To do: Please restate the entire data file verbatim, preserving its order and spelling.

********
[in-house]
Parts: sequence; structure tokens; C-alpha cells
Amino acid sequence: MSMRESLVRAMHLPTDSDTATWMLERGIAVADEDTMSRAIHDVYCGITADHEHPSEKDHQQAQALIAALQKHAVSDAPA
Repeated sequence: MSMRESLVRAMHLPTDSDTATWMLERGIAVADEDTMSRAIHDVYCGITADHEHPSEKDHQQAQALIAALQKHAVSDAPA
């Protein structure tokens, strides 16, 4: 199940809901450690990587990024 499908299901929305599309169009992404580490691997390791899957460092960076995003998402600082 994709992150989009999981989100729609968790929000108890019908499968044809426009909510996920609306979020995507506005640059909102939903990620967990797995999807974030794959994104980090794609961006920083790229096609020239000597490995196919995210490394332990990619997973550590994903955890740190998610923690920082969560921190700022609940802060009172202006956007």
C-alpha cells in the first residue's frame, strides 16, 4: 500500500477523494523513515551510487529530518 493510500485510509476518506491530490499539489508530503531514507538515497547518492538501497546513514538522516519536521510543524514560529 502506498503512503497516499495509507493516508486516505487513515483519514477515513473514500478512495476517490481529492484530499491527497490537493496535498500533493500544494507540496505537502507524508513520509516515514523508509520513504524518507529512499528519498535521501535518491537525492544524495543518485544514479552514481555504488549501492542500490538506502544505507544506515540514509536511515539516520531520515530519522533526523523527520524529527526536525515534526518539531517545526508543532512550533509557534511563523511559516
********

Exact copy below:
[in-house]
Parts: sequence; structure tokens; C-alpha cells
Amino acid sequence: MSMRESLVRAMHLPTDSDTATWMLERGIAVADEDTMSRAIHDVYCGITADHEHPSEKDHQQAQALIAALQKHAVSDAPA
Repeated sequence: MSMRESLVRAMHLPTDSDTATWMLERGIAVADEDTMSRAIHDVYCGITADHEHPSEKDHQQAQALIAALQKHAVSDAPA
């Protein structure tokens, strides 16, 4: 199940809901450690990587990024 499908299901929305599309169009992404580490691997390791899957460092960076995003998402600082 994709992150989009999981989100729609968790929000108890019908499968044809426009909510996920609306979020995507506005640059909102939903990620967990797995999807974030794959994104980090794609961006920083790229096609020239000597490995196919995210490394332990990619997973550590994903955890740190998610923690920082969560921190700022609940802060009172202006956007």
C-alpha cells in the first residue's frame, strides 16, 4: 500500500477523494523513515551510487529530518 493510500485510509476518506491530490499539489508530503531514507538515497547518492538501497546513514538522516519536521510543524514560529 502506498503512503497516499495509507493516508486516505487513515483519514477515513473514500478512495476517490481529492484530499491527497490537493496535498500533493500544494507540496505537502507524508513520509516515514523508509520513504524518507529512499528519498535521501535518491537525492544524495543518485544514479552514481555504488549501492542500490538506502544505507544506515540514509536511515539516520531520515530519522533526523523527520524529527526536525515534526518539531517545526508543532512550533509557534511563523511559516